I’m not sure if any Baha’is who live in Alaska read this humble little blog. I only ask because if there are any fellow Baha’is from there, they probably already know the news that I’m about to share with you.
The great State of Alaska has recently decided to become so transparent that they have put their whole checkbook on the internet for everyone to see.
All expenses over $1000 are detailed and shared on their Division of Finance website. You can download the spreadsheet in either Excel or Adobe PDF.
Can you imagine that? total transparency from a state government?!? I was floored when I read this! Like many others I don’t hold politicians and by relationship, the bureaucracy of government in high regard. But here they were surprising the heck out of me!
One of my pet peeves is how opaque the Baha’i administration is when it comes to the fund. I’ve already gripped about it here so you can read that instead of me rehashing it all.
As far as I know, there is no precedent for the kind of transparency that Alaska has implemented in any religious organization. In the previous discussion Sonja mentioned that as a member of a local New Zealand Baha’i community they did have transparency. But sadly, I find this the exception, rather than the rule. Even this iota of transparency is limited to the local level. I have heard of no NSA being equally transparent with their member community.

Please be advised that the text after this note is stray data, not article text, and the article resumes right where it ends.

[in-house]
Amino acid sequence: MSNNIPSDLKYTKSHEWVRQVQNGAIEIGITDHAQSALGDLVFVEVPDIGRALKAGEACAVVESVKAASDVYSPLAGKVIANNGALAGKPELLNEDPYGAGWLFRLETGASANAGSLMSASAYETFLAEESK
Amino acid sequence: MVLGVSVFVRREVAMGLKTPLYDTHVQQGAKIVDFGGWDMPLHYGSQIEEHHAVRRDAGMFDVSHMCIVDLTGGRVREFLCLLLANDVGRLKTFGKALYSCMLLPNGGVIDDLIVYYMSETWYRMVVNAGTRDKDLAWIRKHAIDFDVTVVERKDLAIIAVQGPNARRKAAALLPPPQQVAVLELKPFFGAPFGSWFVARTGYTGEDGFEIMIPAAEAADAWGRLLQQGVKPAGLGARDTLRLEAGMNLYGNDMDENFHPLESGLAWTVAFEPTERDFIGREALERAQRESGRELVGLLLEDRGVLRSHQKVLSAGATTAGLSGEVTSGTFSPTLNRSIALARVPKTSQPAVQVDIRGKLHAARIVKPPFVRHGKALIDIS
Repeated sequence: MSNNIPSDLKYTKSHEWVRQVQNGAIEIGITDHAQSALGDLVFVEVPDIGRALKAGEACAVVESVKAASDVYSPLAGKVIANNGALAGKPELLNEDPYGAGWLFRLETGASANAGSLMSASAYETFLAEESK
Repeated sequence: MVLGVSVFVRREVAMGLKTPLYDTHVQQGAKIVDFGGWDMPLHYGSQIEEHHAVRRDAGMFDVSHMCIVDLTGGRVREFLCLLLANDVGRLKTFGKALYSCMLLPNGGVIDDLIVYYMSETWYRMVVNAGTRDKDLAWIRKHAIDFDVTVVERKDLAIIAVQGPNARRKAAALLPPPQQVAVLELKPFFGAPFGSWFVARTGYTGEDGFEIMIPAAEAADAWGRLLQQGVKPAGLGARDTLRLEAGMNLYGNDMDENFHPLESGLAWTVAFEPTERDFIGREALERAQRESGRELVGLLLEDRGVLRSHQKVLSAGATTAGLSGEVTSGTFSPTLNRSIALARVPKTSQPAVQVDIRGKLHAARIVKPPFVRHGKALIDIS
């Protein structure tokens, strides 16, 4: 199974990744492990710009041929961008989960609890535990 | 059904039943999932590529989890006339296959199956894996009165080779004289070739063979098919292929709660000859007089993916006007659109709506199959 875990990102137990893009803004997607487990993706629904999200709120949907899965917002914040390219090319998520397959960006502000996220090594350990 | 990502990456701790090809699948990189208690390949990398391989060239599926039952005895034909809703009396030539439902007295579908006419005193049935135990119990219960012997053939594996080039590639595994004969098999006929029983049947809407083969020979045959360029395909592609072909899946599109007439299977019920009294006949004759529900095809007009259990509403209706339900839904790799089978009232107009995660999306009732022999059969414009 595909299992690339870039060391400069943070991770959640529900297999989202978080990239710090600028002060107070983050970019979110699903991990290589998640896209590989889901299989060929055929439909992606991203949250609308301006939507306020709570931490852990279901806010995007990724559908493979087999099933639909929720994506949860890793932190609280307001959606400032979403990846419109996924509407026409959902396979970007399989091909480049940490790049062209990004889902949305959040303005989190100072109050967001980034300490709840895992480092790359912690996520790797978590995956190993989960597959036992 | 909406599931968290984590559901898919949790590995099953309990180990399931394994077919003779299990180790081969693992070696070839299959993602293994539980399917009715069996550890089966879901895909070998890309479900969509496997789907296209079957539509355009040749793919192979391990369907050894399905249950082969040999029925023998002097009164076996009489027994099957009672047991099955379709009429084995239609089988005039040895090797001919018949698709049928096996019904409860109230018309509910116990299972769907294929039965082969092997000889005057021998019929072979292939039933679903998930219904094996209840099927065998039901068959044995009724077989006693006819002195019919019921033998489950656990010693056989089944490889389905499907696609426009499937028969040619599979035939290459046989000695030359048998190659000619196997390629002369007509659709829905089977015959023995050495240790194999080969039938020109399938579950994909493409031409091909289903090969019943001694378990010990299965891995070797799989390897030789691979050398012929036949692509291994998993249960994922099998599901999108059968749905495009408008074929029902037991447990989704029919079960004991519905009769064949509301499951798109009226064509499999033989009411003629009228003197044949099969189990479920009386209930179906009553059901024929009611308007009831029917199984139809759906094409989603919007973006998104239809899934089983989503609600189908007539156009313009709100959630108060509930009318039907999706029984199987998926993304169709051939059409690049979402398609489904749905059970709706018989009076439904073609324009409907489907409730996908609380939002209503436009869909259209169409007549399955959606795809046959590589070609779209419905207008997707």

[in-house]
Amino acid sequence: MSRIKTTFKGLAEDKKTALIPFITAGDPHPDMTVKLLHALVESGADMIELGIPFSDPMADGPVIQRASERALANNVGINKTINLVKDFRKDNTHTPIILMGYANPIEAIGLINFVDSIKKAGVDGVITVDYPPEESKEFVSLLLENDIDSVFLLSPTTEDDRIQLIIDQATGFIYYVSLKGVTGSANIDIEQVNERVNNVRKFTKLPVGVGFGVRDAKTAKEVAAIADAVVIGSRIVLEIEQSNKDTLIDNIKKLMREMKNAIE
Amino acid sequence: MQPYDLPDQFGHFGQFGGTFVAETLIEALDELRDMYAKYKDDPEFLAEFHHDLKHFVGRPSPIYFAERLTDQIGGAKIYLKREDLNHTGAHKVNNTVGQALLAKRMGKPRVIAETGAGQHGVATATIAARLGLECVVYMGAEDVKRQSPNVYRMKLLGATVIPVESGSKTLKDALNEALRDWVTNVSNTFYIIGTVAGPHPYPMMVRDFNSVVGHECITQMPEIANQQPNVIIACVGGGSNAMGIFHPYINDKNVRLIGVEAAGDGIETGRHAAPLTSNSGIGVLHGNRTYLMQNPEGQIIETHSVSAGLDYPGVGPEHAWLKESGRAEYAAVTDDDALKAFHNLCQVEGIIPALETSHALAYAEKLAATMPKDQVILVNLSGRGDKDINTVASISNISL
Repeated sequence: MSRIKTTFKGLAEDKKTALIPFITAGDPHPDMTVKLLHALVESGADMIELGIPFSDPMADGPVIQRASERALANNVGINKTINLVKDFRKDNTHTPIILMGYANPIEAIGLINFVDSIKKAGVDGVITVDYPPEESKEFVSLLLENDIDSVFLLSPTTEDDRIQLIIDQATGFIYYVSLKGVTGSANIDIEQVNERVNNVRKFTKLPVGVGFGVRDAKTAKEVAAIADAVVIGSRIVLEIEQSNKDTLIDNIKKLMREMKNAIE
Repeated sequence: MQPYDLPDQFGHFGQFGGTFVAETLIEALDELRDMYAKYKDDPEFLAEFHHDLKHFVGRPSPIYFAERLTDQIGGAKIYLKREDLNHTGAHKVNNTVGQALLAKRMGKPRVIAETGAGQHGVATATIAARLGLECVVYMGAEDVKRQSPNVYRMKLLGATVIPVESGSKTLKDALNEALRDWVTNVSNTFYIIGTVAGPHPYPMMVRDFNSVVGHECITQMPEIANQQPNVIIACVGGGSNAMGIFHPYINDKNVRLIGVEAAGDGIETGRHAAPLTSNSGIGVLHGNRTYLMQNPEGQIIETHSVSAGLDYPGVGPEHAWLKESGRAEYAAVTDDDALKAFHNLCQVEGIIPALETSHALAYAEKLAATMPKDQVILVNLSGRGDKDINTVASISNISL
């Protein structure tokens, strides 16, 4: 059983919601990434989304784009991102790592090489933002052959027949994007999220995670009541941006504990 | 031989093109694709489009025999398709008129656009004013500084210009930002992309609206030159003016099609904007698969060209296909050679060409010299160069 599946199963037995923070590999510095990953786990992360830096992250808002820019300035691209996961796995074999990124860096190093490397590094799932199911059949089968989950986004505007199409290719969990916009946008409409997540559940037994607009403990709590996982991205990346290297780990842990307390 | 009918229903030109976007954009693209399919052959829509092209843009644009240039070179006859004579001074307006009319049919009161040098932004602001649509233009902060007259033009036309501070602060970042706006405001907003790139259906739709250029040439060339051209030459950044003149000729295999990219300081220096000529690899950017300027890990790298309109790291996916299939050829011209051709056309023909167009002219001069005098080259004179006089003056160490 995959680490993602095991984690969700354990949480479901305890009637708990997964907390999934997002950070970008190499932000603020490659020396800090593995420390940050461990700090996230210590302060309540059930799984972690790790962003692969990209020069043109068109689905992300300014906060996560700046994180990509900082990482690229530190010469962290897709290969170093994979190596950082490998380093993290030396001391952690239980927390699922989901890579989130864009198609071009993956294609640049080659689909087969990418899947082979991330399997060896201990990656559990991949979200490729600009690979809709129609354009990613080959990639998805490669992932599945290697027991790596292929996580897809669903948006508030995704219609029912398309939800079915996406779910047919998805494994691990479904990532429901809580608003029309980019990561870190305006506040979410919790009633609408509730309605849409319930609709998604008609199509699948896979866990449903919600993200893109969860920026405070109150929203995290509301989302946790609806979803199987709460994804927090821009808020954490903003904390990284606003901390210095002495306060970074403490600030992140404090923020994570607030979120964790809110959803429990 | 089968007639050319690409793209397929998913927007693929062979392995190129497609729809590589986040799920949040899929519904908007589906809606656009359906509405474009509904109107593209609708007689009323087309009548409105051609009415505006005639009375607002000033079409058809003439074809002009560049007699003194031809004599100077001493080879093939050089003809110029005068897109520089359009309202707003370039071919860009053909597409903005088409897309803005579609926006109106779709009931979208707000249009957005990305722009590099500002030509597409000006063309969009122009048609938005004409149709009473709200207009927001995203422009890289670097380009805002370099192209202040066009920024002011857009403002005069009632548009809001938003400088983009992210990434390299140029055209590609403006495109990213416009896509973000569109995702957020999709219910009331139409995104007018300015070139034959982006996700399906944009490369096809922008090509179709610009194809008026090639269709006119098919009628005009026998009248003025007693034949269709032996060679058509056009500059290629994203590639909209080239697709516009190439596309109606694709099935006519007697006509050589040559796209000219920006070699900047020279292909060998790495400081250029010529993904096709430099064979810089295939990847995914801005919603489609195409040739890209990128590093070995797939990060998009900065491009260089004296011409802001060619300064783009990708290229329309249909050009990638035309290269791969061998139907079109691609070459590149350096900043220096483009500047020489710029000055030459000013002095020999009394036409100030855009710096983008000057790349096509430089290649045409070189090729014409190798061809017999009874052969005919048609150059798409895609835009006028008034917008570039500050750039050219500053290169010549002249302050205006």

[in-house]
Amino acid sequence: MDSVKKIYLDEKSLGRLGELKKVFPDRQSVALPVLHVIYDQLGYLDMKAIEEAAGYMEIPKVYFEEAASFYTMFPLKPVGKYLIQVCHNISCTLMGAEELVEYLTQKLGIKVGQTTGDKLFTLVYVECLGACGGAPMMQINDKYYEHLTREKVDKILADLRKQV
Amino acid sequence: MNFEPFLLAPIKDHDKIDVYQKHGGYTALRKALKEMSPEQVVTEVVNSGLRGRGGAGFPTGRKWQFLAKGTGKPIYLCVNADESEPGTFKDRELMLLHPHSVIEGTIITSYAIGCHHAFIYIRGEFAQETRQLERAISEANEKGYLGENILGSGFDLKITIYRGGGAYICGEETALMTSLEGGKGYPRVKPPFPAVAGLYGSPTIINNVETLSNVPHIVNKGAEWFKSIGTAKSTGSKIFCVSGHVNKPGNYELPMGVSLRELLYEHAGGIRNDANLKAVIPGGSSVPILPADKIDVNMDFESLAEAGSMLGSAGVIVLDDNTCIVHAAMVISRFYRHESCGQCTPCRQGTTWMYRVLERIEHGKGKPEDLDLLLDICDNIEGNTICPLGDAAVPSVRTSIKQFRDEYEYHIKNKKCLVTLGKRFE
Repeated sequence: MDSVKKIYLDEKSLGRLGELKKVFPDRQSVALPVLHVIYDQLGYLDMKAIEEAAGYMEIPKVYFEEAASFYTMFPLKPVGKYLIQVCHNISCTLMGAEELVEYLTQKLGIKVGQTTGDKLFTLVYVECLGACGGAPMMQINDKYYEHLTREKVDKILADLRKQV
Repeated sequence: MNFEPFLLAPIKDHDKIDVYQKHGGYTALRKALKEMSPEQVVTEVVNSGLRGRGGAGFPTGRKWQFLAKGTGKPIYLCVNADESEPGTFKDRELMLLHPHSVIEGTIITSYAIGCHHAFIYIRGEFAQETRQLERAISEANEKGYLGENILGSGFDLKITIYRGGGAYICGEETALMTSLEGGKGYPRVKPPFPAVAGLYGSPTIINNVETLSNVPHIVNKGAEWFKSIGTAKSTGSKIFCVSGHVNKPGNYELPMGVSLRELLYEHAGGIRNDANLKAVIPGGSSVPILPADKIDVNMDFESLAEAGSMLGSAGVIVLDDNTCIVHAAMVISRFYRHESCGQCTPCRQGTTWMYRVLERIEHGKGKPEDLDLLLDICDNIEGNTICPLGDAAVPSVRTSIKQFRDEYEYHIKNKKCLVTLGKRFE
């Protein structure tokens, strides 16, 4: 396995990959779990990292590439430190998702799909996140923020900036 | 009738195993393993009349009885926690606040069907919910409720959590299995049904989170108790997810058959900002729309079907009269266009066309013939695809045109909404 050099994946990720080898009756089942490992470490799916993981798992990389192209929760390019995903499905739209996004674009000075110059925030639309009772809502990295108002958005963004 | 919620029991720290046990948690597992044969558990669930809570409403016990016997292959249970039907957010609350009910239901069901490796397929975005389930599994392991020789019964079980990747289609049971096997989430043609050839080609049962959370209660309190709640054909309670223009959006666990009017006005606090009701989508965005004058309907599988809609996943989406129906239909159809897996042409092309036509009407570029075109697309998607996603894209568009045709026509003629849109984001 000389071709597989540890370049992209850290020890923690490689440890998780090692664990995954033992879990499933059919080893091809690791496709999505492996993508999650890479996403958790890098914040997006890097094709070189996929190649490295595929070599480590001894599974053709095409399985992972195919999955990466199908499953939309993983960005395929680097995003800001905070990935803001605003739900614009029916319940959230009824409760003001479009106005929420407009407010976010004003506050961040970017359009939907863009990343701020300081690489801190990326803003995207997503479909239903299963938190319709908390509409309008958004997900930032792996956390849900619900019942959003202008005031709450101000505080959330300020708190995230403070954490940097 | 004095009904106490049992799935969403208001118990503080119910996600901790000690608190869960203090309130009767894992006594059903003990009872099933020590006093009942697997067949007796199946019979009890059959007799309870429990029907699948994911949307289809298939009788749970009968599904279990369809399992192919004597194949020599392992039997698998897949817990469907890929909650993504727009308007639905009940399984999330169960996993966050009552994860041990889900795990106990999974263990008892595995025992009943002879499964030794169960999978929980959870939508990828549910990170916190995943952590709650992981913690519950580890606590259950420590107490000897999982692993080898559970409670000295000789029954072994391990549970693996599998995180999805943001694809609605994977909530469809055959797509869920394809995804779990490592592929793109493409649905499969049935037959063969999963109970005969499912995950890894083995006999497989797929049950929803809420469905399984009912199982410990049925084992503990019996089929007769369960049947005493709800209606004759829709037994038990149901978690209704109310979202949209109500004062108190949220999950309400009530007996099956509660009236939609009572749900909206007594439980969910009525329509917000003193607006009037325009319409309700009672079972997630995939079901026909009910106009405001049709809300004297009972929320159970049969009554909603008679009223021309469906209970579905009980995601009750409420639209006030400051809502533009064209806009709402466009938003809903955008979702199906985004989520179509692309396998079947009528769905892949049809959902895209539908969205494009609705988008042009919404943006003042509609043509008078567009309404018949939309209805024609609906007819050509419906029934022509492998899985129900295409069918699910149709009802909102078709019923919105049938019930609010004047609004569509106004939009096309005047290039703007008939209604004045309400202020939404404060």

But even if no religious organization is transparent… who cares? I want the Baha’i Faith to blaze trails, to go where others haven’t, to be refreshing, exciting, invigorating, and to inspire individuals.
Money is just that, money. It is not the end all and be all of a community. It is simply a tool. So then the question is, are we using this tool to our best ability? are we bending it to perform fully in service of the Cause? are we using it in a way that encourages fellowship, unity and growth?
I would argue that more transparency would serve those ends rather than less. This is not a new idea really. Many for-profit organizations have this level of transparency. Just search for “open book management”.
To me, personally, when I see that the Baha’i administration doesn’t share information about the fund… it communicates that they don’t trust me. That they don’t want me in the loop. I’m not included. I’m supposed to stand over there and just hand over my money.
On the flip side, asking for transparency can be seen as a sign that we, the Baha’i community are implying that we don’t trust those who are on the institutions and manage the funds of the Faith. All I can say is that, unfortunately, we don’t have a spotless record on that. Mistakes have been made and since we are only fallible human beings struggling to transform into higher beings, we will undoubtedly continue to face such challenges.
Which then begs the question, would it serve such purposes to be more transparent or less? would secrecy and opacity serve the interests of those that stray? making it easier for them to hide and defraud? or would it make it more difficult?
In any case, the advantages of transparency go leaps beyond such concerns. The much larger picture is that transparency and the sharing of information creates unity and inspires individuals to be motivated by loftier ideals.
Anyway, those are my rambling thoughts. What do you think?